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Glendale Residents Fearful of Fly Infestation Returning to Abandoned Belmont Steaks Property

The Belmont Steaks. (Google Maps)

July 12, 2019 By Laura Hanrahan

Glendale residents are once again sounding the alarm on the long-abandoned Belmont Steaks restaurant after locals began observing a resurgence of flies coming from the shuttered building.

One local resident took to social media over the weekend and posted a video on the Glendale Civic Association Facebook page of a concerning number of flies seen in the horse-racing themed restaurant’s boarded up windows. Other residents responded to the post stating that they had similarly observed the excessive number of flies in recent days.

This would not be the first time that the vacant restaurant, located at 79-11 Myrtle Ave., has had issues with pests. Last year, several reports were made of a severe fly infestation and foul odor, believed to be the result of rodents or other wildlife living on the property.

Two official complaints were filed last week about the flies, as well as an odor emanating from the property, the New York City Department of Health confirmed. An inspector was sent out to survey the site on Wednesday, but did not find any flies or an odor, according to the DOH.

The inspector did report, however, that there was trash and debris conducive to rats and other pests, but there was no sign of rat activity at the time.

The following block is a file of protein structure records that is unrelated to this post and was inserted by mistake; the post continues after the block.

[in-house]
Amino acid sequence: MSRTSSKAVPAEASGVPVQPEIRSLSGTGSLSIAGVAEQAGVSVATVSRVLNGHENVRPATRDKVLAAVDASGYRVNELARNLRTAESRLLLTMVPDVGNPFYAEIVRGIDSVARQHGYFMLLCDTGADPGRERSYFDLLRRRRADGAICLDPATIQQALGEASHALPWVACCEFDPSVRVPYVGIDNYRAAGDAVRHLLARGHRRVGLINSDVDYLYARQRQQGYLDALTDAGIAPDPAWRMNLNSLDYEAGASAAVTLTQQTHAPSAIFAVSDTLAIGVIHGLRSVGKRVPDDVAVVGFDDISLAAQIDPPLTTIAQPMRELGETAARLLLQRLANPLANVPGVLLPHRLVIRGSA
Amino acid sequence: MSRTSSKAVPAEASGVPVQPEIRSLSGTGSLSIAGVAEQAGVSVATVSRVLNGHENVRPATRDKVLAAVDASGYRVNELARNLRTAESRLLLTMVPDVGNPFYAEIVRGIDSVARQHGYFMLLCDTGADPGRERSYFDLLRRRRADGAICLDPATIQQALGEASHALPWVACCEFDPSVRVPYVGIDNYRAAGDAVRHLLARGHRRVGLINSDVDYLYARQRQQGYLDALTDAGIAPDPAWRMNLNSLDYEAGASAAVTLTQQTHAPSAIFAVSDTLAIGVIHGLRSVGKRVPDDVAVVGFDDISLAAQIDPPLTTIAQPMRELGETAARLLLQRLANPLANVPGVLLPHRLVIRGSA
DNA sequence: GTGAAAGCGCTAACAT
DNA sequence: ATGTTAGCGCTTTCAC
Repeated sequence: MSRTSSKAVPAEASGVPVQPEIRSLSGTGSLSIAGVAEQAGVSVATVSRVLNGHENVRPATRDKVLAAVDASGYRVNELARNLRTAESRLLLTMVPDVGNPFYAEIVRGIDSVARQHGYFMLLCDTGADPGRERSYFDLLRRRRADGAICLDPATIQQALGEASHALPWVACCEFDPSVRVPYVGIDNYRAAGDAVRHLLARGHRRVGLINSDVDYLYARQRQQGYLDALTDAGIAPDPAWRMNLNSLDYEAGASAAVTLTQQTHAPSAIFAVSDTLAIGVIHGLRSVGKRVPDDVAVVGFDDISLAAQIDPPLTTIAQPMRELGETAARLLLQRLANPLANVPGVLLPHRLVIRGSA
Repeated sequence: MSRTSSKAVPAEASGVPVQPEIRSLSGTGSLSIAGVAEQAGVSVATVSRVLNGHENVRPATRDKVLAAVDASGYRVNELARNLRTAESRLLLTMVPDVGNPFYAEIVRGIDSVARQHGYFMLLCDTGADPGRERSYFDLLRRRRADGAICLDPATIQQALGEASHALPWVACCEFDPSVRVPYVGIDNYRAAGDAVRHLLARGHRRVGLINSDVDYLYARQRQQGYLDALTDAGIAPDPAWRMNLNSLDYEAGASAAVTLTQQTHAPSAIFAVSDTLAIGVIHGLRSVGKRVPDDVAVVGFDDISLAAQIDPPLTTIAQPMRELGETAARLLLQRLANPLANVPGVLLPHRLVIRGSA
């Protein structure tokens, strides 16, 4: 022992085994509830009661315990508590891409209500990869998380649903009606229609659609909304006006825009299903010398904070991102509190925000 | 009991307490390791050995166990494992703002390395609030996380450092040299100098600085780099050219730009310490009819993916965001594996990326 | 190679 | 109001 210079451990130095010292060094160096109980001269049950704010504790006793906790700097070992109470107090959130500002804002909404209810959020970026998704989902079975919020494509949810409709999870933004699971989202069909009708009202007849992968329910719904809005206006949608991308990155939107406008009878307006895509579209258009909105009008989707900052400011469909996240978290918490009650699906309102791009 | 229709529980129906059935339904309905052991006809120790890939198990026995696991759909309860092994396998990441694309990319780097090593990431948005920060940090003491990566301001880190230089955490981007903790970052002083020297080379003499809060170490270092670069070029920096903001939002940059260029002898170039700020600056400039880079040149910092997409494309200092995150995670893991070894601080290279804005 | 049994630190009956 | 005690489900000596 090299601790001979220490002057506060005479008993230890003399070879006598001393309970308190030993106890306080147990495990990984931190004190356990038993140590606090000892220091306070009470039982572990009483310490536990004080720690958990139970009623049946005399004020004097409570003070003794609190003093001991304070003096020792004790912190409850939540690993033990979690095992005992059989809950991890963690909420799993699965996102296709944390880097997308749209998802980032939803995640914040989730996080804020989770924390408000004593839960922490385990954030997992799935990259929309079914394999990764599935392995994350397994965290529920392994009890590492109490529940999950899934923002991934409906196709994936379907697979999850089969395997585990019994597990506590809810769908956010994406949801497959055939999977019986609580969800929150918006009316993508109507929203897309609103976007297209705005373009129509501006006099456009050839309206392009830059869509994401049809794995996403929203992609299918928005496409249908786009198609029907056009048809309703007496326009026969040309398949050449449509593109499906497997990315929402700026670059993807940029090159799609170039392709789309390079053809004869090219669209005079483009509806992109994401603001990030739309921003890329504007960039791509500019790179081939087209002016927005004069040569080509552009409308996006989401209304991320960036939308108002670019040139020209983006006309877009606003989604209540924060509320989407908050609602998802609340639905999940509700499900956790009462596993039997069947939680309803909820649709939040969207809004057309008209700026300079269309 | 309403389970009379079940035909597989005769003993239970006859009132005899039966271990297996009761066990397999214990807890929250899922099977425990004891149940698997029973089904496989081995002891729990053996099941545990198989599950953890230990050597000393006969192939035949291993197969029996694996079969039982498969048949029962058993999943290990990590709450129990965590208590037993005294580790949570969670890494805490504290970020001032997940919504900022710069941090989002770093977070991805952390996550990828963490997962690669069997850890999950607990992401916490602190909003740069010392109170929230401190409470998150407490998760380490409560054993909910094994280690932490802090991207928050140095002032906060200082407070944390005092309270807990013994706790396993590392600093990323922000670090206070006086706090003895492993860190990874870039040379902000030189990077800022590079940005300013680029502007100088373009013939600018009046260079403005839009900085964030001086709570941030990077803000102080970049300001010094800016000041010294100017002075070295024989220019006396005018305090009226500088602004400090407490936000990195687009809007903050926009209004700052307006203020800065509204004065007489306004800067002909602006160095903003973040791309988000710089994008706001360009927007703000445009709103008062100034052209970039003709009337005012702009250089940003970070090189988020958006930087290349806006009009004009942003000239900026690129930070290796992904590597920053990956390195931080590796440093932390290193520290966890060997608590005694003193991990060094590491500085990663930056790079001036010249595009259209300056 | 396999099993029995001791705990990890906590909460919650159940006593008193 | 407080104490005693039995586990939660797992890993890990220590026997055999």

The Belmont Steaks restaurant, which began operating in the late 90s, has been vacant for more than five years. With no apparent upkeep done on the property, the building has become a run-down eyesore in Glendale.

The property’s owner, listed as A. Trinchese Myrtle LLC, filed plans with the Department of Buildings back in November to build a three-story mixed-use project that would house a healthcare facility and retail store at ground level, along with eight residential units on the two upper floors.

However, the plans were denied by the DOB because the application was not complete.

A. Trinchese Myrtle LLC then put the property back on the market in March of this year for $1.6 million. A sale has not yet been made and the price has since dropped to $1.5 million, according to the property’s listing.

A. Trinchese Myrtle LLC did not respond to a request for comment.

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